Summing up his experiences with building Jaiku, Engeström names 5 key design principles in using social objects as a design parameter:

1) Define your object. (users should be able to identify a site’s social object within 10 seconds of entering the site)
2) Define your verbs. (what actions can users actually perform on the site in relation to the social object? – a brilliant example is eBay’s Buy and Sell buttons)
3) Make it sharable. Make it easy and quick to share. What is the particular way to share this kind of object?
4) Make it viral. You need to turn each invitation into a gift. Make receivers feel like that they are getting a gift. Youtube does this well. Sending a video is often just like sending a smile.
5) Don’t charge the spectators, charge the publishers. Make it free and easy to see, use and share the social object. Those who have a keen interest in using the social object for more specialised purposes will also be willing to pay for that privilege.

It’s striking how well these design principles fit with what successful free software projects are doing. The Ubuntu community is an excellent example of how a whole community of hackers are brought to gather by a social object, an operating system, which they have a common interest in. I really like the idea of social objects as points of focus and gravity for social interactions. I’ll have to spend some more time thinking about how such objects may create social coherence by providing a context that allows people with shared interests to relate one another in new and meaningful ways.

Making sense of twitter

Following my last post, where I likened Twitter to shouting out the window of a moving truck, I’ve been giving the matter some more thought and dug up some different perspectives on Twitter. Web 2.0 entrepreneur Ross Mayfield even asked his Twitter followers how they would describe Twitter to new-comers.

It’s public but focused on individuals. It’s both asynchronous and real-time. It’s searchable and cumulative. It’s not necessarily shouting.

As this presentation by Twitter co-founder Evan Williams illustrates, Twitter is also quite a lot like passing notes or whispering in a classroom. The difference being that the presenter can check out all the comments afterwards:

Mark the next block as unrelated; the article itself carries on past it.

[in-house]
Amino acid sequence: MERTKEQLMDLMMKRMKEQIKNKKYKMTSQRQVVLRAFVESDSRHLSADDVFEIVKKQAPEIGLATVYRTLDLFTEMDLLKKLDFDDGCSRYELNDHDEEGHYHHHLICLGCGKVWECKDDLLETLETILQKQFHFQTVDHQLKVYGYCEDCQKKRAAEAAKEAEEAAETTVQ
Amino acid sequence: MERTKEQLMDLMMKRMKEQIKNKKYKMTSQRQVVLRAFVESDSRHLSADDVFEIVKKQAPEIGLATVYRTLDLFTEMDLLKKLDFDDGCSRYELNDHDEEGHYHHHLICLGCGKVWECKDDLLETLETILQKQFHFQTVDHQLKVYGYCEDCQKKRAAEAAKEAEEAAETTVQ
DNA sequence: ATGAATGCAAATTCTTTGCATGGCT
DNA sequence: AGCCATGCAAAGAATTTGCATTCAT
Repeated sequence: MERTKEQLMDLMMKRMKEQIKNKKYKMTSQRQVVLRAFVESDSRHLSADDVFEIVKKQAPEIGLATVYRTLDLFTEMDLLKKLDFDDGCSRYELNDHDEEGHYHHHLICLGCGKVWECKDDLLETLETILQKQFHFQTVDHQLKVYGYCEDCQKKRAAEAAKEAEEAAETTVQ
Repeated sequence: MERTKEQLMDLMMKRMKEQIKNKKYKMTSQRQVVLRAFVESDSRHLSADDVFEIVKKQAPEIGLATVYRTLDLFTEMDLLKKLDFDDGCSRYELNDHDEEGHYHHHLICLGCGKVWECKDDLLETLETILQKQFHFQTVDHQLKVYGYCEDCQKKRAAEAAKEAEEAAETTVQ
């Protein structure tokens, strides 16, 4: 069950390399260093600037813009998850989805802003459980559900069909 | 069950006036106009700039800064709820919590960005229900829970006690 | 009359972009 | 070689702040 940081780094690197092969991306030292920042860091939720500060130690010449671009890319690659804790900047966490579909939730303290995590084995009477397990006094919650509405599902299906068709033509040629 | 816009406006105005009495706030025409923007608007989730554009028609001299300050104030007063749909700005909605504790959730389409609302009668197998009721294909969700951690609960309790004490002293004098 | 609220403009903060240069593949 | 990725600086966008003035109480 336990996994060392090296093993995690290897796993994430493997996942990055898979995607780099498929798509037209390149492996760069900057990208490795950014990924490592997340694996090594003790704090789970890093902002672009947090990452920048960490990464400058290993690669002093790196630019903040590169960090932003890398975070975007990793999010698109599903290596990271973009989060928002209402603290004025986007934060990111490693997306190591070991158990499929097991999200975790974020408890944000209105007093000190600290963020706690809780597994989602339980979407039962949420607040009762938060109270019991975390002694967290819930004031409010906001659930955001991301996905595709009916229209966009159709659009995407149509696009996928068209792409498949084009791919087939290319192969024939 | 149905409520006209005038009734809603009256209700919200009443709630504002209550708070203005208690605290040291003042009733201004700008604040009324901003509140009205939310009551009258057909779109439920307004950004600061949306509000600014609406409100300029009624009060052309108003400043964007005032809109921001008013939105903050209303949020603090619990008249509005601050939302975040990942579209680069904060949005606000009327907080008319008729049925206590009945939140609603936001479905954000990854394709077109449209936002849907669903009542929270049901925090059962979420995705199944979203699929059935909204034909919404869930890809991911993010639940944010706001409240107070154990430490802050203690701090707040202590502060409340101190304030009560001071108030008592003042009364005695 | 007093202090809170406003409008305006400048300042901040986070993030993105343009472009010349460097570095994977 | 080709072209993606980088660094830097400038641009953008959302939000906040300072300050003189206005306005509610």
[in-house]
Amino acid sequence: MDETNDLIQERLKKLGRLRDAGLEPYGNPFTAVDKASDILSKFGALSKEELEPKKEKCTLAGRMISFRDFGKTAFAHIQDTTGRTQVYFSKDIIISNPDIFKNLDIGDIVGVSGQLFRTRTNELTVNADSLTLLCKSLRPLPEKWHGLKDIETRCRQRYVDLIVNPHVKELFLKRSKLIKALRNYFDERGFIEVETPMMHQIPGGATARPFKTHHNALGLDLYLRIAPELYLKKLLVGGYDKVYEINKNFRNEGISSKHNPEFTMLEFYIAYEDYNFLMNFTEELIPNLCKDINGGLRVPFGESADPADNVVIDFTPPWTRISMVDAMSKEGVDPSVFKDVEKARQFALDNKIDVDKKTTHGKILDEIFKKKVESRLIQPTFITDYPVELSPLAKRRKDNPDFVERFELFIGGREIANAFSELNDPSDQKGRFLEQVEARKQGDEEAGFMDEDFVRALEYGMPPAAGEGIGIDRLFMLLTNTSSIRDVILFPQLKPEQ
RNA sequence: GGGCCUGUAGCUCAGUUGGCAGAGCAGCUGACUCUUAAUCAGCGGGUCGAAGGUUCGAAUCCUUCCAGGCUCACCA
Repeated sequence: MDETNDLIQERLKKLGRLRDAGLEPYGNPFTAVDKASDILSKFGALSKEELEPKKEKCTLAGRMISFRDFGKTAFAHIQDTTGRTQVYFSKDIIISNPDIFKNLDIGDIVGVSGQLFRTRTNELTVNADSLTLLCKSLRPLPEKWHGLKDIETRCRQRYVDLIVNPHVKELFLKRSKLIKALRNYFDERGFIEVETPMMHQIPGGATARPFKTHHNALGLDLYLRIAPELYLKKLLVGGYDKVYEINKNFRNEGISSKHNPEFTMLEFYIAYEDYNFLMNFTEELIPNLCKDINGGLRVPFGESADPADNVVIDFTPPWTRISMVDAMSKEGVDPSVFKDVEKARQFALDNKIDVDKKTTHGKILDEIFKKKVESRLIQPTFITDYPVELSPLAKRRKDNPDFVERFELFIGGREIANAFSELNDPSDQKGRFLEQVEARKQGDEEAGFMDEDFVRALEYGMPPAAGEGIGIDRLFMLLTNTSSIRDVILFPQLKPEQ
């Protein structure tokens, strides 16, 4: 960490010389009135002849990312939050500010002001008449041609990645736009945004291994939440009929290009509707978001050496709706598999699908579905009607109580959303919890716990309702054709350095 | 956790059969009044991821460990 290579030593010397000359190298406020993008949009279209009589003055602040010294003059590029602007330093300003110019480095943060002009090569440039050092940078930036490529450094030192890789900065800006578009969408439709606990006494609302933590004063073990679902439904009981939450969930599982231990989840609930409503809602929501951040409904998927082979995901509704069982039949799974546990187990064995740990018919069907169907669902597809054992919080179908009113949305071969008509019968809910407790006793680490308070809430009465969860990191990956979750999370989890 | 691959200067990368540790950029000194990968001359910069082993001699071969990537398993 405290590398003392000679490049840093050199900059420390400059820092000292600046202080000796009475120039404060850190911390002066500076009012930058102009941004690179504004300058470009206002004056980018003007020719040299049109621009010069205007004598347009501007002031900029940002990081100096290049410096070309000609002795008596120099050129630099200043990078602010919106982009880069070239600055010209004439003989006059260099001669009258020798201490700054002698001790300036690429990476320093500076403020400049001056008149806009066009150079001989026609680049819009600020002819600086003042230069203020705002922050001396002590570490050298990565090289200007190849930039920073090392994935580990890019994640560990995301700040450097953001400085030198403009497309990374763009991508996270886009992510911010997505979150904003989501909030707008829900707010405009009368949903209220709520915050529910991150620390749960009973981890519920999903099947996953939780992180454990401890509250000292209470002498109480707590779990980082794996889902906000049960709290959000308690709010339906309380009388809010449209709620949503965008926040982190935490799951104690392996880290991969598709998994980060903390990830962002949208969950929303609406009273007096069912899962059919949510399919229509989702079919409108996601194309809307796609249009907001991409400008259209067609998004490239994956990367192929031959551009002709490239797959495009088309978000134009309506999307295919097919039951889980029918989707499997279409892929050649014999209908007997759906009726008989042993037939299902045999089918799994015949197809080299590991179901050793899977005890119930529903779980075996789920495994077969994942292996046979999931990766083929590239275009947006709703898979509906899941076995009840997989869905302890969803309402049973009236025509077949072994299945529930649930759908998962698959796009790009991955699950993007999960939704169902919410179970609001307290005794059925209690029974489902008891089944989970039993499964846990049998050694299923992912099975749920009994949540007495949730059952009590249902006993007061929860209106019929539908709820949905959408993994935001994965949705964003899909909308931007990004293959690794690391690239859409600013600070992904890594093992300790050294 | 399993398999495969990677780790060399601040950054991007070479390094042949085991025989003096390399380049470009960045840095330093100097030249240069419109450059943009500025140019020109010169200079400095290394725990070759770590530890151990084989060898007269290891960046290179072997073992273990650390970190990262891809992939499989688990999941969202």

Williams’ main point is that Twitter has proven to be much more versatile than they expected, and they’ve been working hard to keep up with the cognitive surplus being invested in defining the etiquette and uses of twitter. David Pogue makes a similar point in his insightful write-up of Twitter in the New York Times:Twitter can be whatever you want it to be: An ego boost, a discussion tool, a research tool, a waste of time, a running dialogue during a presentation. It is the openness of the tool that creates the magic. It is still a complete mess, fragmented and incoherent precisely because all of the users are still in the process of figuring out how best to use it.

I can’t help comparing it to IRC, which I used a lot as part of my fieldwork. IRC is real-time chat channels focused on topics rather than on individuals. It requires you to be online through an IRC client in order to follow the conversation (though some IRC channels do log the conversations), but it can also be asynchronous. People can direct comments to specific individuals or just ask an open question to everybody present. It has many of the same features as Twitter – an allows for much better conversation. But it is limited to channels. You need to get all of your friends together in the same few channels in order to be able to talk with them.

Twitter has a much, much lower barrier to entry: It’s on the web. Sign-up is easy. You don’t have to decide which topics you’re interested in, or try to get your friends involved – you immediately connect with your friends already on Twitter. You can use it on your mobile phone. And perhaps most importantly: You’re limited to 140 characters.

But all of this comes at a high price: There is a massive loss of context: It is much more difficult to make sense of the conversation once you’re there. People are trying to help this by using acronyms.

I find Twitter to be a fascinating example of a technology that has been shaped by use rather than by design. Its greatest advantage is the fact that so many people are using it – not any inherent quality of the design itself. The result is a fairly unaesthetic mess, but it makes it clear just how much potential there is for such easy discussion and access to expert knowledge. Twitter has begun to tap this potential in form a Web 2.0 service. But there is a long way to go, still.